I love my dog, ok. Let’s get that straight. I sleep with him every night. I miss him when I’m away from home for too long. I have pictures of him on my phone. I’m one of those people. I admit all of this, for the most part, as a man without shame. However, despite all the love I have for him, sometimes I feel like a single parent who chose to have kids too young. I know that’s kind of a ridiculously drastic comparison, but you get the point, right? When I adopted him, I tacitly consented to a commitment that was much larger than I ever thought at the time.
I got him when I was in my early 20s. By all accounts, I was still a “young person.” And it was perhaps a young and reckless mind that drove me to bring him home. In the beginning, when the possibility of me getting him first appeared, I had bucolic visions of me sitting on a porch and him lying down next to me. He would be my trusty sidekick and instantly obey my every command. It’s safe to say none of that happen. I’m not saying it was a definite mistake, but looking back there are few things I wish I knew before I made the decision to be responsible for a living, breathing animal. The following is a list of six things I’ve learned about being a dog owner and I hope you read and think about all of them before making the huge decision that is adopting a dog.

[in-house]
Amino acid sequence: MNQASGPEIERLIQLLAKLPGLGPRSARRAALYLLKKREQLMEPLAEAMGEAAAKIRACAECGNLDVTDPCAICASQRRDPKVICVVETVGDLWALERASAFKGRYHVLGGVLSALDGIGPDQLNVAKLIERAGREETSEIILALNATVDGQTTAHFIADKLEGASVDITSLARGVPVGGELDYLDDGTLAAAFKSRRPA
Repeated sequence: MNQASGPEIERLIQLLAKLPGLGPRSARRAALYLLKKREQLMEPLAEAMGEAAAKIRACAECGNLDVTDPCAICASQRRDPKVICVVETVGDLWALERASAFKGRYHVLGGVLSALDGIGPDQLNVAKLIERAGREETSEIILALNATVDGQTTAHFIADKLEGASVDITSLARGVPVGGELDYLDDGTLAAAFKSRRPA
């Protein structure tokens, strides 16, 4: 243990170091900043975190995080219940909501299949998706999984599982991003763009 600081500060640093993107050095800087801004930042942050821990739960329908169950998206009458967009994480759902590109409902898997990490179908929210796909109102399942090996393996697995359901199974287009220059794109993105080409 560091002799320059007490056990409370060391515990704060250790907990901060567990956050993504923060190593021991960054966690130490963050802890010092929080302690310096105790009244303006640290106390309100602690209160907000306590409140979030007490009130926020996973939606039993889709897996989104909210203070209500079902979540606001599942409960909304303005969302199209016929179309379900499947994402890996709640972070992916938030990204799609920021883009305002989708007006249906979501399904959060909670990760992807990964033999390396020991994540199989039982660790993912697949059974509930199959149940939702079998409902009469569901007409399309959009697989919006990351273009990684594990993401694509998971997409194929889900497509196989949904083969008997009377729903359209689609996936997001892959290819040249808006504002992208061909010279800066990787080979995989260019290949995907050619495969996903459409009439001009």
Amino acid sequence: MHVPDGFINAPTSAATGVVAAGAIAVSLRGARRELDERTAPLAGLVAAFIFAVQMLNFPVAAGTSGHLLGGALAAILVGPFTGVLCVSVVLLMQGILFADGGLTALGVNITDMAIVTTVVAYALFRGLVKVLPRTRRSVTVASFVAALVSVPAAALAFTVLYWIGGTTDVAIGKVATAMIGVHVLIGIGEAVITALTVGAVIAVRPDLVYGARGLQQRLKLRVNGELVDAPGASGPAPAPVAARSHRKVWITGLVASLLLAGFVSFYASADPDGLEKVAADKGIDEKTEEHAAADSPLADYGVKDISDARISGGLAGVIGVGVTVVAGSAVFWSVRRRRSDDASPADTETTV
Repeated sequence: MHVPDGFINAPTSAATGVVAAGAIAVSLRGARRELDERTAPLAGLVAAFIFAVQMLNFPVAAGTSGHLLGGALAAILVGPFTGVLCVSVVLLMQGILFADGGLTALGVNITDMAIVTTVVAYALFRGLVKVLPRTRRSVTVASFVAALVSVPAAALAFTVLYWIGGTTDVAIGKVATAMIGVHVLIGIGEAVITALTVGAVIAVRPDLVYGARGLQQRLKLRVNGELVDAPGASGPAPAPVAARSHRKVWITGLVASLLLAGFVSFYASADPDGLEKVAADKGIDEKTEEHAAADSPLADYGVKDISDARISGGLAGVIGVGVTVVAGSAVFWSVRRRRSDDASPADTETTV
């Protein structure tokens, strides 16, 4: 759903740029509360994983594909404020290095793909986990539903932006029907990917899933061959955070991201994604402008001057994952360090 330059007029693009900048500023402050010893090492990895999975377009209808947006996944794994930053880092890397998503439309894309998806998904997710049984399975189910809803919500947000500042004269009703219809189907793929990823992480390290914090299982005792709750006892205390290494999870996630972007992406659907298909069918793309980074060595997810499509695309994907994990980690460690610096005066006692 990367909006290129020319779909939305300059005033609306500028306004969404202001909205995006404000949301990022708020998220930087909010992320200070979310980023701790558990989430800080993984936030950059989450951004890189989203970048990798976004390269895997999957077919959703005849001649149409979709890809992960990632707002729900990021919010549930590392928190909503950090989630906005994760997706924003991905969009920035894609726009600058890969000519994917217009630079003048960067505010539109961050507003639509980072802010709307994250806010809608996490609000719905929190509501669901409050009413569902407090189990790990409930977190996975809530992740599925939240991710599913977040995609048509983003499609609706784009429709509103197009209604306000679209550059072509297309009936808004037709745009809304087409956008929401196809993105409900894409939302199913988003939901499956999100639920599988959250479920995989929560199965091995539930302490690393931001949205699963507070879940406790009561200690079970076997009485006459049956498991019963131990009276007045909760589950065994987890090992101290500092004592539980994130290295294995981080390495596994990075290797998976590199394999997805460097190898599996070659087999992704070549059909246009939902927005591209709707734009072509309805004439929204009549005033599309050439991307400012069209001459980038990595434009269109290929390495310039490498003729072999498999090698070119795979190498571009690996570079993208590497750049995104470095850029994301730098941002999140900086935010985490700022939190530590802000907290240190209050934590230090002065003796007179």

1. You’re actually responsible keeping it alive (and healthy).
Dogs are not tamagotchis. There is not reset button for them – once they die, they die. You’re now responsible for keeping that thing alive and in good shape. And no, you can’t just throw food at its face and expect it to be healthy. There is a lot that goes into giving the dog the right nutrition, proper bathing, etc. My brother had once had a dog with a food allergy that forced us to only buy certain kinds of special dog food. Before that, I thought dogs could eat anything, except chocolate, and still be healthy.
Also, caring for a dog doesn’t just mean feeding, petting, and the occasional bath. Despite what some people think, namely, cold hearted Cruella DeVille types, dogs have feelings too. They need regular love and attention, just like people. You’ve got to take care of your dog’s mental health as well as physical health. Nothing is cuter than a happy dog, and that being said, nothing is sadder than a depressed one.
2. Dogs are expensive.